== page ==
Loneliness Is To Be Felt – Alone Time Made Better
Friends ask, “What hurts the most?” Always I answer, “Loneliness for Joe. It never goes away.” I don’t want to run from this loneliness because I know to feel it is an important part of the grieving process. But my alone time can be enriched.
Feeling My Loneliness
Don’t fight it; let the feelings come. Express aloud, on paper, physically (without hurting myself), and with tears.
When feelings of loneliness for him are blocked, do something to bring on the grief: look at pictures of him and of us together, read some of his cards or letters, think about the ways I miss him, or find and hold something special that belonged to him.
Talk with others who loved him too. Cry together.
Structure my loneliness by containing it within a reasonable period of time. Then do something different. I call this “containment.”
Making Alone Time Better
Create a lovely “alone place” in my home and schedule meditation time every day. Sit for twenty minutes, completely relaxed. Say one word over and over, like “peace,” love,” “one.” Ignore other thoughts. Let go completely. At the end of twenty minutes, come back slowly.
Determine the time of the week that I mind being alone the most (Sundays for me). List things I might do: sit at a different place in church; take turns, with other “alone” friends, cooking and serving dinner; check television listings for special programs; drive to an area park and explore or sit and read; visit a museum; bake cookies with a borrowed kid; find a volunteer job for every Sunday.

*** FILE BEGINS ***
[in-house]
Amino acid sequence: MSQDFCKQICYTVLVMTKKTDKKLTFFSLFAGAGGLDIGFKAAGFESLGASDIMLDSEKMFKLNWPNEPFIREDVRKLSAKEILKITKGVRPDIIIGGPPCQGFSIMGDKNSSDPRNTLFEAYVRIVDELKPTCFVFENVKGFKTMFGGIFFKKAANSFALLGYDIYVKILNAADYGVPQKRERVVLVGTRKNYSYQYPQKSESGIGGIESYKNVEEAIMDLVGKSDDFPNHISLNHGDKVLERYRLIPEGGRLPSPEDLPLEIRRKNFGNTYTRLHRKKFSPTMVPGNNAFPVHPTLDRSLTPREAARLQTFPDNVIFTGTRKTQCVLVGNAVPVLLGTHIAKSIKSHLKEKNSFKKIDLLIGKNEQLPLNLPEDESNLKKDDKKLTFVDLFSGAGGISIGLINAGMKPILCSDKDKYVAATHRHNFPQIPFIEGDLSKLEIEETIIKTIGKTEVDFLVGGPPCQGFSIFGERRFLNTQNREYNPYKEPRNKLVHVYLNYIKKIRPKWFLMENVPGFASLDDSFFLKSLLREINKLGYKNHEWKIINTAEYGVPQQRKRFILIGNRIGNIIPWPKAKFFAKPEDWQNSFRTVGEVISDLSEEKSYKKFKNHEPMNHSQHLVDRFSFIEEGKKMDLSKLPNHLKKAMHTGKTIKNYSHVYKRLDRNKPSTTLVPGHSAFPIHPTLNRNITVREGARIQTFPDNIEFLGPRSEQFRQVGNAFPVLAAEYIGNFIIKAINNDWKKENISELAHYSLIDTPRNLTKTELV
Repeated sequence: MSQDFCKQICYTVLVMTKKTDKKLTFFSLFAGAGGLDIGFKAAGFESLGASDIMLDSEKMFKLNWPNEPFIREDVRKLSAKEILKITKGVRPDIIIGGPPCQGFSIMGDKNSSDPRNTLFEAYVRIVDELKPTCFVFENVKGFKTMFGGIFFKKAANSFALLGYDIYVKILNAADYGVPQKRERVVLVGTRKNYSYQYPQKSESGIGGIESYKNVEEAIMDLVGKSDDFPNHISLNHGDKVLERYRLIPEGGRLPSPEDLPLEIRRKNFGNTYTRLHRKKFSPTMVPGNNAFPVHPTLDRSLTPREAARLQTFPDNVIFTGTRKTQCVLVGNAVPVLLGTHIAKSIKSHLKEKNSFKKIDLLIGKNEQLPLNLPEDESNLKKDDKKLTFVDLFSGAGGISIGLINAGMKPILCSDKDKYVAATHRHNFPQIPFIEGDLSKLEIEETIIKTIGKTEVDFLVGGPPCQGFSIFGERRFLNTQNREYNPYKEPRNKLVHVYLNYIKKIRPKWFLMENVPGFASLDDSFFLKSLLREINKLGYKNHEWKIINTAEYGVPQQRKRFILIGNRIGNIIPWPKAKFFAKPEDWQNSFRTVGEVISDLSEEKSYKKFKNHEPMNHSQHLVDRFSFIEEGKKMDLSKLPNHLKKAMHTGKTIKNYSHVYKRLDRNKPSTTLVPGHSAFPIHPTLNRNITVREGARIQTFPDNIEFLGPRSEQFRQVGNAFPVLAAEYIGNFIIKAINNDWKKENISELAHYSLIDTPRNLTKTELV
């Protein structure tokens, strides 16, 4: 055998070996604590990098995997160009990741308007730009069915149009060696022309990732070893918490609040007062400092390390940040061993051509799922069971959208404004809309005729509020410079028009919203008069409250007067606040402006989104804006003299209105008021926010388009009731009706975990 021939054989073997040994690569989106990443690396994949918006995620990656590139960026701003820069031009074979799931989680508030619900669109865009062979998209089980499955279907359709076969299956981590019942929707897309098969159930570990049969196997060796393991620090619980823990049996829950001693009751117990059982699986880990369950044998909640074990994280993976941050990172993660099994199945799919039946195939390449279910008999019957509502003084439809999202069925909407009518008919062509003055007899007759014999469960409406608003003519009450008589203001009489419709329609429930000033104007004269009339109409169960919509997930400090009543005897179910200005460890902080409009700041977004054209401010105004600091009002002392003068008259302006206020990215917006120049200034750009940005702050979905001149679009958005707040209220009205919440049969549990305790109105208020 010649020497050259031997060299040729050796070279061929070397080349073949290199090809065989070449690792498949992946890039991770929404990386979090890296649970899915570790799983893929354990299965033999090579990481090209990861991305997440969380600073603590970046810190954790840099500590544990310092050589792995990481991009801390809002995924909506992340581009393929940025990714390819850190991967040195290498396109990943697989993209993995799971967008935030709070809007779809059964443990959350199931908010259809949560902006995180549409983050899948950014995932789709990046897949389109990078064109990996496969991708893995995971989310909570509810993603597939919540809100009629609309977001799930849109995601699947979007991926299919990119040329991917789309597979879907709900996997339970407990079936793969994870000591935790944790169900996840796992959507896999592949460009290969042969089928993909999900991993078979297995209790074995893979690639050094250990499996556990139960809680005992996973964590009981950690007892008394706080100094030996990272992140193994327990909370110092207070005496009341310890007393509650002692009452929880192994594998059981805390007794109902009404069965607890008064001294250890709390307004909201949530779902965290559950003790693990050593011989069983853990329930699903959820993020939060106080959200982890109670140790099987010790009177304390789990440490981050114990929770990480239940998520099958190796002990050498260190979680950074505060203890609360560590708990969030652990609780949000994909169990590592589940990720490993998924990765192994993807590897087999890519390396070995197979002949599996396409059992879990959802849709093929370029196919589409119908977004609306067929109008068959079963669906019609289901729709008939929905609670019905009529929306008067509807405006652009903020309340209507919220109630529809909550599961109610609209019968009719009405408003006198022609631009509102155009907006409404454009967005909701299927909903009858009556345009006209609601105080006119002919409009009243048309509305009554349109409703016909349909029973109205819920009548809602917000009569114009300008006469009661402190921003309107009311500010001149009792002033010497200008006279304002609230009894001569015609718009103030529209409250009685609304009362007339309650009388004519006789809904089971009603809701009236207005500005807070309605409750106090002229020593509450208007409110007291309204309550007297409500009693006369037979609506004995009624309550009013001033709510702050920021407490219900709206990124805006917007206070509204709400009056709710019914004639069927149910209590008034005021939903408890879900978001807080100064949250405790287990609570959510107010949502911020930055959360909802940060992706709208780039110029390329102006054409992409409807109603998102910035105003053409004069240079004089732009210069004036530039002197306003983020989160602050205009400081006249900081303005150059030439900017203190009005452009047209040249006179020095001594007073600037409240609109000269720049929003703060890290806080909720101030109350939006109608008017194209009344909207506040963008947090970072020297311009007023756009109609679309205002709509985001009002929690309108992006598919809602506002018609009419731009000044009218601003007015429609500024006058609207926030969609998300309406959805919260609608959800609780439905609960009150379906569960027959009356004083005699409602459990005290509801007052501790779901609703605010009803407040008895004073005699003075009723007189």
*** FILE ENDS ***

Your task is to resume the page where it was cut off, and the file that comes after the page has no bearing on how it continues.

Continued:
Learn to treasure my time alone. Make a date with myself, dress up, fix a nice meal, serve it with music and candlelight. Give positive messages to myself. Stay dressed up for the rest of the evening. The next time a friend cannot go with me to something I want to attend, go alone. Consciously enjoy the moment.
Marta Felber, author of Grief Expressed When a Mate Dies and Finding Your Way After Your Spouse Dies, has held many counseling and consulting positions in the U.S. and abroad, including serving for 10 years as director and head counselor at a center for expatriates in Jakarta, Indonesia.
Image: Flickr Creative Commons / Hamed Saber
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